A creature with a human-like intellect is described in Mary Shelley’s Frankenstein. Despite being created by the protagonist’s questionable actions, his mind is similar to that of a human. He is not a zombie since he is made up of body parts from several sources and has an existence.
The creature has been dubbed a “zombie,” “golem,” or various other names. The argument continues over whether it is a zombie or a golem. It was created from human body parts. Rather than calling it a zombie, it’s more accurate to refer to it as a golem, or a construction. Furthermore, in recent episodes, the Creature has demonstrated that it was self-aware and acted of its own free will.
Frankenstein, in a refusal to recognize his creation, refused to give the monster a name. It was an attempt not to ascribe it to identity. Despite his lack of attention, the Creature grew strong feelings for others.
Victor Frankenstein created a creature that was made up of human body parts from various people. Because it was alive rather than a mindless animated corpse, the Monster is not undead.
In reality, he was not compelled to do anything or follow orders like zombies are in fictional novels. The creature might learn, but it had to start with the basics. He had no prior knowledge.
Victor felt responsible for the golem’s misdeeds since his creator’s sins were passed on to him. To produce new life, Frankenstein employed a scientific method. He disregarded religious restrictions that resulted in a deadly outcome and numerous fatalities.
The Creature is a reanimated corpse that resembles a zombie, but the resemblance ends there. He’s made up of several different corpses that have been sewn together rather than one complete body. He isn’t resurrected through supernatural means or by a virus infection. He doesn’t consume human brains, to say the least.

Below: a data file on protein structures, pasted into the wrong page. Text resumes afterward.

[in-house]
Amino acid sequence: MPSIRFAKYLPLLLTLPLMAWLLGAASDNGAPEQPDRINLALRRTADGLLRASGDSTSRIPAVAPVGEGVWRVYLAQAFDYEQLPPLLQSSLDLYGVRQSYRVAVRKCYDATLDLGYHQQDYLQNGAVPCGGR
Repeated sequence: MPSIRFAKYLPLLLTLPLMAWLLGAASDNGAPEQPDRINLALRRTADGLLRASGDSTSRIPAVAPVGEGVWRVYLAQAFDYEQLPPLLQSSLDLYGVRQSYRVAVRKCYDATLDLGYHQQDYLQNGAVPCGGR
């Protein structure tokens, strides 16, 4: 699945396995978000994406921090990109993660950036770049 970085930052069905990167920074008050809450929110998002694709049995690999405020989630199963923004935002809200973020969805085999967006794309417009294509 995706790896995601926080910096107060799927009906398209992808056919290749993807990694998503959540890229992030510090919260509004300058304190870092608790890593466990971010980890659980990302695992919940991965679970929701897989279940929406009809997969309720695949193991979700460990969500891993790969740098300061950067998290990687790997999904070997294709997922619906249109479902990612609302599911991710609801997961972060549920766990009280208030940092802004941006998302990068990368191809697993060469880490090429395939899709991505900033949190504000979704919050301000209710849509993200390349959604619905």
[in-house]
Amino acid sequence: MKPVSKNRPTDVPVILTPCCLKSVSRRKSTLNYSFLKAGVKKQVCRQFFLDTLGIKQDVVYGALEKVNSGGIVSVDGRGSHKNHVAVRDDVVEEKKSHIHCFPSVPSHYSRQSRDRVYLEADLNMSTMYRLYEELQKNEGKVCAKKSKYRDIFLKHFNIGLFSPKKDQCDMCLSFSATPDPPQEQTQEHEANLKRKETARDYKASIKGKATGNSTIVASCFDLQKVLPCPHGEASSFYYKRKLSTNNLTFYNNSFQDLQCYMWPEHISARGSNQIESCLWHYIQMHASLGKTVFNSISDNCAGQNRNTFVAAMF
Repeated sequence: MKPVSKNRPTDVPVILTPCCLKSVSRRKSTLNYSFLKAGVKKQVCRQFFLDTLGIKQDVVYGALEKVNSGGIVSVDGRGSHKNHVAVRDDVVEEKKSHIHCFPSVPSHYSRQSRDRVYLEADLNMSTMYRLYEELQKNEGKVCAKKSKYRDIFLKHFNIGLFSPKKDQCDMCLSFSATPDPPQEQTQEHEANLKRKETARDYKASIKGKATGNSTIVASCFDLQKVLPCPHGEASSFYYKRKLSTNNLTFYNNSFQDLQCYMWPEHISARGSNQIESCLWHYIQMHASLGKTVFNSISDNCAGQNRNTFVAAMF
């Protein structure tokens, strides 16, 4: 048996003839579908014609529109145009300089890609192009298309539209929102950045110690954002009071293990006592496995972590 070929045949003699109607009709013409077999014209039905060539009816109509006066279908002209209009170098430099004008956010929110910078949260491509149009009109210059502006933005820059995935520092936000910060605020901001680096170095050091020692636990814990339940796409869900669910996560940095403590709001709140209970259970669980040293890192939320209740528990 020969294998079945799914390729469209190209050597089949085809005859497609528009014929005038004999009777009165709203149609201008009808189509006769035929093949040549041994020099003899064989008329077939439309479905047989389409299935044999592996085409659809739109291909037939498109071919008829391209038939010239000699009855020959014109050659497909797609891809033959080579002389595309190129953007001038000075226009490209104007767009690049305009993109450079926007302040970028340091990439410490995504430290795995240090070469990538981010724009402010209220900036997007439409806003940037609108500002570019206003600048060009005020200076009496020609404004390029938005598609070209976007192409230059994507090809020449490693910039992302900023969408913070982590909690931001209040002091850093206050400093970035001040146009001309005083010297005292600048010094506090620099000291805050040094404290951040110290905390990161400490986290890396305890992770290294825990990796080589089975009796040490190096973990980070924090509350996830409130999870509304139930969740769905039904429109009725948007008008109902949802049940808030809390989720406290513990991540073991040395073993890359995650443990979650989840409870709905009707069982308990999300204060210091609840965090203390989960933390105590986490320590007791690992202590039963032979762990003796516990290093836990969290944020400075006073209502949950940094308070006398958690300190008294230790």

The primary distinction between a traditional or folklore zombie and the Creature is that zombies have no voluntary, autonomous, or intellectual capacity. Zombies in Haitian folklore were formerly dead or heavily drugged people who were enslaved by malevolent sorcerers.
Pop culture zombies are unable to think; instead, they simply lurch forward growling and murmuring about brains. They’re just lifeless things that can walk around. The Creature himself is portrayed similarly in popular culture.
In the film, on the other hand, the monster isn’t a lifeless thing that can be moved. He is very much alive and has a mind as sharp and capable as any human, perhaps even more so considering everything he’s able to learn in such a short period of time. He is bright and eloquent. He isn’t really a monster at all; rather, he appears to be one since that’s what everyone expects him to be.
Is it possible to consider Frankenstein’s Monster a zombie, considering that he is a reanimated corpse from many contributors? I’m thinking of putting zombies and the F-Monster in the same experiment.
The monster from Frankenstein is not a reanimated corpse. He’s a brand new living creature with everything that entails, including thinking, feeling, and existing. In the book, he’s quite brilliant.
You could make an argument for him being a golem, but even for a flesh golem, he doesn’t quite fit the mold. Zombies in today’s vernacular are brainless undead beings who feed on human brains; or mindless slaves of a voodoo priest in a more traditional sense.